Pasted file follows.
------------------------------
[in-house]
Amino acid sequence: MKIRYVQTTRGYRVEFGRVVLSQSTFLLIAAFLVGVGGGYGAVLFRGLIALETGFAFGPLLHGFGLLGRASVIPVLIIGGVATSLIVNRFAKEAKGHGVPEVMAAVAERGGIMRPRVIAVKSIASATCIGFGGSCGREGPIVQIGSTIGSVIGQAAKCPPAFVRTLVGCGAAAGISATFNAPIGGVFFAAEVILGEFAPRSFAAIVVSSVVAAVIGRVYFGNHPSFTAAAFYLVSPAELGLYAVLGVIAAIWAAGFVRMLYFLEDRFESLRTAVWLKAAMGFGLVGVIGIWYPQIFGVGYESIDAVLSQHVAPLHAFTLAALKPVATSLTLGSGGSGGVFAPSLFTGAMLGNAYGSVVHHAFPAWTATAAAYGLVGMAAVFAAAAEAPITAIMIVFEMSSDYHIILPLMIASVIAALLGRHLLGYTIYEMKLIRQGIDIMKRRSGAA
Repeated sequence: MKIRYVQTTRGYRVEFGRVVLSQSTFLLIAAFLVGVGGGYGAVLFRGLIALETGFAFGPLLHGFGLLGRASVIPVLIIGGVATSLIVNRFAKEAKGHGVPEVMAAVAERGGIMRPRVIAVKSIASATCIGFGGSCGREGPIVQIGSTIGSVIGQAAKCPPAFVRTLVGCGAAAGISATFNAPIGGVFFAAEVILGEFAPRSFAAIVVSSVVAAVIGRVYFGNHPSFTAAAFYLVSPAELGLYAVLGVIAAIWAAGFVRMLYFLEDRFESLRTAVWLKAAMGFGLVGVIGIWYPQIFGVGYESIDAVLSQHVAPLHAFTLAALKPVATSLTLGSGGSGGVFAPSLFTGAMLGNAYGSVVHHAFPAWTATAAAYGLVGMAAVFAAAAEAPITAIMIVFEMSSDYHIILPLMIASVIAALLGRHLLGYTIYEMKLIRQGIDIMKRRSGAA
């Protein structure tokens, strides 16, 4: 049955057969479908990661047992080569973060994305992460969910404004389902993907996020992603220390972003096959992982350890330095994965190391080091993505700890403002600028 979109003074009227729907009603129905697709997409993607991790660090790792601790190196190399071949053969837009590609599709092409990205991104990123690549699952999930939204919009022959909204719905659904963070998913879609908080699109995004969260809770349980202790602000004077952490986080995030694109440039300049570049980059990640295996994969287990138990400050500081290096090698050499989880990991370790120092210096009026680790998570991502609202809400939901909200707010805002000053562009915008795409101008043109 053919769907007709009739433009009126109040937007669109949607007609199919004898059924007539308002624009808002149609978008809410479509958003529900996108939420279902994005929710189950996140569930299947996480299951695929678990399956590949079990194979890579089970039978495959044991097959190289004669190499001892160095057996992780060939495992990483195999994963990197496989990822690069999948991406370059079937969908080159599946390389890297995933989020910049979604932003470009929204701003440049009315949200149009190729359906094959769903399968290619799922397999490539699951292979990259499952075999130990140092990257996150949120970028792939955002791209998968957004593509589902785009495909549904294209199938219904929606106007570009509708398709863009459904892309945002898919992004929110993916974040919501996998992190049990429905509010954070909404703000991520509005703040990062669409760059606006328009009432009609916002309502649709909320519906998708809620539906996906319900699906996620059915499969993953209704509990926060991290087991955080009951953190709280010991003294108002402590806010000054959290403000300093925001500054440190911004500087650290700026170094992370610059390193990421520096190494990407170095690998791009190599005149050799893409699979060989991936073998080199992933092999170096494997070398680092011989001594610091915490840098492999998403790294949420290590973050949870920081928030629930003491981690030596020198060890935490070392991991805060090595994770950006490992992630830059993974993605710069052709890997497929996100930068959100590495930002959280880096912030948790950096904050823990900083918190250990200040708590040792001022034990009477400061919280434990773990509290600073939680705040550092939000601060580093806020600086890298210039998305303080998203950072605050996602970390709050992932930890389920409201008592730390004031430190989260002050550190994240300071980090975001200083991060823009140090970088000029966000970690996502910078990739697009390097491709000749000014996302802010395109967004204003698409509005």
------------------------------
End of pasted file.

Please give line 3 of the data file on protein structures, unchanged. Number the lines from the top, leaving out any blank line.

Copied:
Repeated sequence: MKIRYVQTTRGYRVEFGRVVLSQSTFLLIAAFLVGVGGGYGAVLFRGLIALETGFAFGPLLHGFGLLGRASVIPVLIIGGVATSLIVNRFAKEAKGHGVPEVMAAVAERGGIMRPRVIAVKSIASATCIGFGGSCGREGPIVQIGSTIGSVIGQAAKCPPAFVRTLVGCGAAAGISATFNAPIGGVFFAAEVILGEFAPRSFAAIVVSSVVAAVIGRVYFGNHPSFTAAAFYLVSPAELGLYAVLGVIAAIWAAGFVRMLYFLEDRFESLRTAVWLKAAMGFGLVGVIGIWYPQIFGVGYESIDAVLSQHVAPLHAFTLAALKPVATSLTLGSGGSGGVFAPSLFTGAMLGNAYGSVVHHAFPAWTATAAAYGLVGMAAVFAAAAEAPITAIMIVFEMSSDYHIILPLMIASVIAALLGRHLLGYTIYEMKLIRQGIDIMKRRSGAA